• A personal financial-management portal, with a dashboard that outlines the client’s complete financial planning situation.

The landscape of financial-planning software companies

Today, there are many firms offering financial planners quick access to powerful tools to help them deal with clients and propose myriad opportunities for growing personal wealth. These companies utilize best-in-class technology to juggle the financial needs and long-term aspirations of their customers.

Advizr

Advizr

Snapshot: Advizr has solutions for both independent advisors and businesses. The company created its innovative toolset to empower advisors to build long-term ties with prospects and better serve their clients. Advizr comes in a few different sizes, starting with Advizr Express, a lead-generation instrument that offers prospects the ability to evaluate their readiness for retirement. The company’s portfolio covers:

  • Advizr Workplace, a tool for employers that helps them to optimize workforce productivity and thus improve the company’s financial health. Financial planning can be done by an employee directly or with the help of a financial consultant;
  • Advizr Plan, a system that has some additional features on top of the basic financial tool and incorporates total protection analysis (including long-term care, disability and life insurance), social security optimization, and a choice between several scenarios to manage personal finances;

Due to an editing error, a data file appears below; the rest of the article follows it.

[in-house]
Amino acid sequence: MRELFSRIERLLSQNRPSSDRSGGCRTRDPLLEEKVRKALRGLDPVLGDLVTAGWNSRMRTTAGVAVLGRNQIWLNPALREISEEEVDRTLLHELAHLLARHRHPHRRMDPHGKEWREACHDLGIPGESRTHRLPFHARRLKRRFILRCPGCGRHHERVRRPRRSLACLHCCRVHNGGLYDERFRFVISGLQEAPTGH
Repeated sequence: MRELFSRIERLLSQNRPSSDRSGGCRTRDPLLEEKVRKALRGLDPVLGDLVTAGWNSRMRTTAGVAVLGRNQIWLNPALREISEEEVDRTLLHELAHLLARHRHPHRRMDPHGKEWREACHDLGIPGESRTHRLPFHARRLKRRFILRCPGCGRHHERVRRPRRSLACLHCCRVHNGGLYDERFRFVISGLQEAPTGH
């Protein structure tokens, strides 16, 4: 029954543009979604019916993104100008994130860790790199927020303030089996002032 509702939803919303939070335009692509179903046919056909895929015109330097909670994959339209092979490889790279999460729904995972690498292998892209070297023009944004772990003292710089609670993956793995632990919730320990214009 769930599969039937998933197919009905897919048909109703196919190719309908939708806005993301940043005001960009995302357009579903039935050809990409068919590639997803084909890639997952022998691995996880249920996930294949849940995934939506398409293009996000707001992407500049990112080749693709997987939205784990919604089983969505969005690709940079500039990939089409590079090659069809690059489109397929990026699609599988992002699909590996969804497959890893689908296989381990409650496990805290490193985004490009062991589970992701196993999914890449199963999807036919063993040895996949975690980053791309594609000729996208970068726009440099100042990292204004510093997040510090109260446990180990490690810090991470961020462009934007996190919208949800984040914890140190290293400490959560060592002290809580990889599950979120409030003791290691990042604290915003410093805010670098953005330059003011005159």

• Advizr Accelerate, a tool that helps advisors put work on autopilot.

Advizr

Features: Advizr splits the whole feature set into three main categories:

  • Discover: client portal, goal setting, data aggregation, and document storage;
  • Advise: sophisticated planning tools, retirement planning, and debt optimization;
  • Present: collaboration, net worth, live summary, and cash flows.

Pricing: Advizr Express software is free; the extended PRO package costs $125 per month; and the price of the offering for larger enterprises varies.

inStream Solutions

inStream Solutions

Snapshot: Similar to Advizr, inStream Solutions works both with individual advisors and enterprise clients. inStream Solutions can boast of integrations with well-known industry players, such as Ameritrade Institutional, ORION Advisor Services, SS&C, NewLeaf, BlueLeaf, Albridge, and Redtail Technology.